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FHWA Home / Safety / Roadway Departure / General Information

Rumble Strips and Rumble Stripes

General Information

Overview

Rumble strips are an effective countermeasure for reducing roadway departure crashes. The noise and vibration produced by rumble strips alert drivers when they leave the traveled way. Rumble stripes is the term used for rumble strips painted with a retroreflective coating to increase the visibility of the pavement edge at night and during inclement weather conditions.

Types of Rumble Strips

  • Center line rumble strips are an effective countermeasure to reduce head-on collisions and opposite-direction sideswipes (often referred to as cross-over or cross- center line crashes). Center line rumble strips are primarily used to warn drivers whose vehicles are crossing center lines of two-lane, two-way roads. FHWA Technical Advisory T 5040.40: Center Line Rumble Strips presents guidelines for use and information on the purpose and effectiveness of center line rumble strips. Additionally it provides application considerations, design and installation information, and suggestions for mitigating adverse effects and public outreach.
  • Shoulder rumble strips are an effective means of reducing run-off-the-road crashes. They are primarily used to warn drivers when they have drifted from their lane. Edge line rumble strips are a variation on shoulder rumble strips and place the pavement marking within the rumble strip, improving the visibility of the marking. These are more commonly used on roads with narrow shoulders. FHWA Technical Advisory T 5040.39: Shoulder and Edge Line Rumble Strips presents guidelines for use and information on the purpose and effectiveness of shoulder and edge line rumble strips. Additionally it provides application considerations, design and installation information, and suggestions for mitigating adverse effects and public outreach.
  • Transverse rumble strips are used to alert drivers of an unexpected change in the roadway, such as the need to change lanes, slow down or stop, or changes in the roadway alignment. These rumble strips are not intended to reduce run-off-road crashes. Typical locations for these rumble strips are on approaches to intersections, toll plazas, horizontal curves, and work zones. Information on transverse rumble strips is not currently covered on this web site.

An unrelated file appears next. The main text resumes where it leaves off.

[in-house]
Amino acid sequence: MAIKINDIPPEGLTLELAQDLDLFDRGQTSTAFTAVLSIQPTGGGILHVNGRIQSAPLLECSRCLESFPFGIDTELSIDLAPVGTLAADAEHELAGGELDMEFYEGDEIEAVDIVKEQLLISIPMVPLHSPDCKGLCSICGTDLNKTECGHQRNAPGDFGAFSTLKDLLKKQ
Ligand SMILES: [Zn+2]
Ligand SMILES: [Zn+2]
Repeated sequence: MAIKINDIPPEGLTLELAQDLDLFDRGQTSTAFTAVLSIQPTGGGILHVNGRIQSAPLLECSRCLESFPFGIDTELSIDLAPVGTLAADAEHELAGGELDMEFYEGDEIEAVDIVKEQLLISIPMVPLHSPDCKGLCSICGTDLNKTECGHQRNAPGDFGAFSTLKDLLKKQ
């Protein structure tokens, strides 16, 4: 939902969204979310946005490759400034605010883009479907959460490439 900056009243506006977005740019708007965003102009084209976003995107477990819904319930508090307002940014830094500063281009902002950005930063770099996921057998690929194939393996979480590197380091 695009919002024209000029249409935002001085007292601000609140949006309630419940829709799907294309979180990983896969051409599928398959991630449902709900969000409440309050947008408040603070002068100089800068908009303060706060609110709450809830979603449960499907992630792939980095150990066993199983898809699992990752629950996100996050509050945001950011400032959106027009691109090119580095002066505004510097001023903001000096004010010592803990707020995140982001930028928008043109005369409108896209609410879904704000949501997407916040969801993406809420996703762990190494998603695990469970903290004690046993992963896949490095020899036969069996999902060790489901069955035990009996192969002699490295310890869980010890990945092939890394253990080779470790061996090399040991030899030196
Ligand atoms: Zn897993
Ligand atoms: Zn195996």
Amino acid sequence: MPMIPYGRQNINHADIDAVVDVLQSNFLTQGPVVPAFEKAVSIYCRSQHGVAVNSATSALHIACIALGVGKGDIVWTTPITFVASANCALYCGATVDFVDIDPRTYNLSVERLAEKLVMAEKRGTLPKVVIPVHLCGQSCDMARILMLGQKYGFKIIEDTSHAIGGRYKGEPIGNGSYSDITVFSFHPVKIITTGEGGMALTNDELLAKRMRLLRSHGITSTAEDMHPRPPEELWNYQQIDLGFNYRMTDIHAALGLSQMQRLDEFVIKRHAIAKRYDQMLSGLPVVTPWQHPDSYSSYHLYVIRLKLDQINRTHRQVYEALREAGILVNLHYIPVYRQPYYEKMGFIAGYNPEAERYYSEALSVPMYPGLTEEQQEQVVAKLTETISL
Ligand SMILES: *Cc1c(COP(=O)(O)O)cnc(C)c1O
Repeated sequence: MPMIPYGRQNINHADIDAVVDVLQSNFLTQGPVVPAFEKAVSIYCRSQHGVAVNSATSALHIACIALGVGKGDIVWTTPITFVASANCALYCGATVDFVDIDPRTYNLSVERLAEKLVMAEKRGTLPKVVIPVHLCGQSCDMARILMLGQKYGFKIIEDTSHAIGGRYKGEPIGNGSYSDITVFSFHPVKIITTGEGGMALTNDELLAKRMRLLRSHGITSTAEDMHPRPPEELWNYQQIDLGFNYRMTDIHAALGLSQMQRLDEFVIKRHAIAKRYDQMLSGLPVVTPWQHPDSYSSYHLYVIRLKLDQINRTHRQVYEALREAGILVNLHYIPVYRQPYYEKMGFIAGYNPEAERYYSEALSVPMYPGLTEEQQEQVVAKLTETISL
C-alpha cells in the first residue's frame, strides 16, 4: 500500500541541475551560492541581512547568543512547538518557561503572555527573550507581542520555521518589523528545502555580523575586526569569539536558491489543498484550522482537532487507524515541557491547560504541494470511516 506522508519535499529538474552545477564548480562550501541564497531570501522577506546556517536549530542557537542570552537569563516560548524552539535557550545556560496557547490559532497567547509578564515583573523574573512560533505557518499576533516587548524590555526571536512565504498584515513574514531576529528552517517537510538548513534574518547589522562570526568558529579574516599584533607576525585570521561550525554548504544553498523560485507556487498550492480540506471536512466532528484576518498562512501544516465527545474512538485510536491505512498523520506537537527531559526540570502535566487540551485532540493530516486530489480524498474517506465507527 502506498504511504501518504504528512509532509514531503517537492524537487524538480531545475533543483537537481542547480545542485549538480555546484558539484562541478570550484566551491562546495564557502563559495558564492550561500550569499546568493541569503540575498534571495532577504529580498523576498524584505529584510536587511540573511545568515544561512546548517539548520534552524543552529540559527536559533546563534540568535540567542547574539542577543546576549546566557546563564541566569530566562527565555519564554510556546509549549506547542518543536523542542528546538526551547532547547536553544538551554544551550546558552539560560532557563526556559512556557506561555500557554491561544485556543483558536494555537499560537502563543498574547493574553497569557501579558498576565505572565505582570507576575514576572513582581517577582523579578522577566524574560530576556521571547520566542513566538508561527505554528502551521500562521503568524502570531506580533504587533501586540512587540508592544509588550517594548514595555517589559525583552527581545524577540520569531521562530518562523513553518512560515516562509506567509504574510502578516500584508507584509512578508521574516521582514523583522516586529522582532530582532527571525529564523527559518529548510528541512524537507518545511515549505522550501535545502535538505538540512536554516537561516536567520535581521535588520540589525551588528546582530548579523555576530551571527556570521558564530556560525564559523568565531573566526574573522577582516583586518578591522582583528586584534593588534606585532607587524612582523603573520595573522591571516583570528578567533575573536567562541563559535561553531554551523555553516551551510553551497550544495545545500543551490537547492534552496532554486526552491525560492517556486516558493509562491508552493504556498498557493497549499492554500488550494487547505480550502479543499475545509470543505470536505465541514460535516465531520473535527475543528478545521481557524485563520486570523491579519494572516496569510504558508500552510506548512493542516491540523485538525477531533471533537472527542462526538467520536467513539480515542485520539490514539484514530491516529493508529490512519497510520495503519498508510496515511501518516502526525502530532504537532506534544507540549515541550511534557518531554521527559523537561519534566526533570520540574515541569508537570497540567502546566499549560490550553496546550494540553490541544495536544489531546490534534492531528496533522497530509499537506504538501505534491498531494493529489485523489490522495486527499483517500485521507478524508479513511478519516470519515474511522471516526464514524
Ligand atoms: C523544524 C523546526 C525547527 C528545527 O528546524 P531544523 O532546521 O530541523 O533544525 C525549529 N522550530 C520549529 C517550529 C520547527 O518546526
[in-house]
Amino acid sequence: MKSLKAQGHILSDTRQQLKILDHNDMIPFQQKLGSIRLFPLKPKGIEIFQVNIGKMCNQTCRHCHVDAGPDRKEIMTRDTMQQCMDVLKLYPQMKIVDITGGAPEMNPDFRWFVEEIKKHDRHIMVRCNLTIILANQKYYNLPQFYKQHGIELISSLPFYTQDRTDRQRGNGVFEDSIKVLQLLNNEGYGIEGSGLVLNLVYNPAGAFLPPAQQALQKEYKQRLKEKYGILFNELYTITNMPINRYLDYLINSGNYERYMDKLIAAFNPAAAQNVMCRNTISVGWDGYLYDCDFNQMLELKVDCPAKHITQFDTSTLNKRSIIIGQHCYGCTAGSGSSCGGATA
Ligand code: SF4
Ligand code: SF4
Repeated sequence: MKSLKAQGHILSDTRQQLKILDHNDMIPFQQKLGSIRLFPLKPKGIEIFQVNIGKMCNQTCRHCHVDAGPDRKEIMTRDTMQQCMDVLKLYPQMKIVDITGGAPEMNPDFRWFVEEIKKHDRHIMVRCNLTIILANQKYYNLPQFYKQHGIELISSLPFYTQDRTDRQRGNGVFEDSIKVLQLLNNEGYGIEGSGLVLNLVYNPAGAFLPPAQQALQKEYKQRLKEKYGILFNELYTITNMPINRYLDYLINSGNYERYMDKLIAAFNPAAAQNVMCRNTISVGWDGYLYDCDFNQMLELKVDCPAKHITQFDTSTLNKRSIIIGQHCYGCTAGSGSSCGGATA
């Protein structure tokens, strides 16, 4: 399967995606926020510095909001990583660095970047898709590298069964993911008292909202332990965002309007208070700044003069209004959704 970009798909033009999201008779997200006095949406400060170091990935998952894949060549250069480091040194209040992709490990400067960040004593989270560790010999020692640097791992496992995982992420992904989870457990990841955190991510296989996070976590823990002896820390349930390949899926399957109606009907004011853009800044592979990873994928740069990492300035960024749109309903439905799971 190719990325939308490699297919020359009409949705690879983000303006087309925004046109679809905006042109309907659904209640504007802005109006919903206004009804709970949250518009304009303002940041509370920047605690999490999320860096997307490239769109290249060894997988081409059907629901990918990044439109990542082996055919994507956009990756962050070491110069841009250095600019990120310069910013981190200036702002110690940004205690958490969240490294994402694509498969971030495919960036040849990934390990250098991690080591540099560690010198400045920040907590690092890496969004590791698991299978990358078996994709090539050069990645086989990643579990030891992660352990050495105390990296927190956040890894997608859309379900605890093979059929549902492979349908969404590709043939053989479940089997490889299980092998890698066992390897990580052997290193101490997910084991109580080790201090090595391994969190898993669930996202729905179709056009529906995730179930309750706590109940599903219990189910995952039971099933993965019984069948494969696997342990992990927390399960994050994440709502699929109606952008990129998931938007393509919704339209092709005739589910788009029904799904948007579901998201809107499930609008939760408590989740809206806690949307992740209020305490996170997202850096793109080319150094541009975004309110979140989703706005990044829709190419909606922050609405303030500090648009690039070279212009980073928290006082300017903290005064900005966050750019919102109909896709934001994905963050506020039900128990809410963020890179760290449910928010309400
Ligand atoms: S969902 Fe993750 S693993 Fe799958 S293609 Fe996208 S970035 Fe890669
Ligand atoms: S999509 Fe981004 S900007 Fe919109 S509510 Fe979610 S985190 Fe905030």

Safety Statistics

Research has shown that installing rumble strips can reduce severe crashes. The following tables illustrate the safety effectiveness of center line and shoulder rumble strips. This information, along with additional statistics, is contained in NCHRP 641: Guidance for the Design and Application of Shoulder and Center Line Rumble Strips. 2009.

Center line Rumble Strip – Reduction in crash frequency from before to after rumble strip implementation for head-on and opposite direction sideswipe fatal and injury collisions
  Percent reduction in crash frequency from before to after rumble strip implementation Standard Error
Rural two-lane roads 45% 6%
Urban two-lane roads 64% 27%

Excerpt from Table 67 of NCHRP Report 641.

Shoulder Rumble Strip – Reduction in crash frequency from before to after rumble strip implementation for single-vehicle run-off-road fatal and injury crashes
  Percent reduction in crash frequency from before to after rumble strip implementation Standard Error
Rural two-lane roads 36% 10%
Rural freeways 17% 7%

Excerpt from Table 28 of NCHRP Report 641.

Additional information is available via the Crash Modification Factors (CMF) Clearinghouse. The Crash Modification Factors (CMF) Clearinghouse is an online repository of CMFs, along with supporting documentation, to help transportation engineers identify the most appropriate countermeasure for their safety needs.

Video of Rumble Strips

Rumble Strips: A Sound Investment (FHWA-SA-07-024) is an informational DVD on shoulder and center line rumble strips and rumble stripes that provides a general introduction for decision makers and practitioners. For a DVD of this resource, please send a request to report.center@dot.gov and include the publication number and title, along with the number of copies and your mailing address and phone number. Requests will be filled based on availability.

Page last modified on August 31, 2015.
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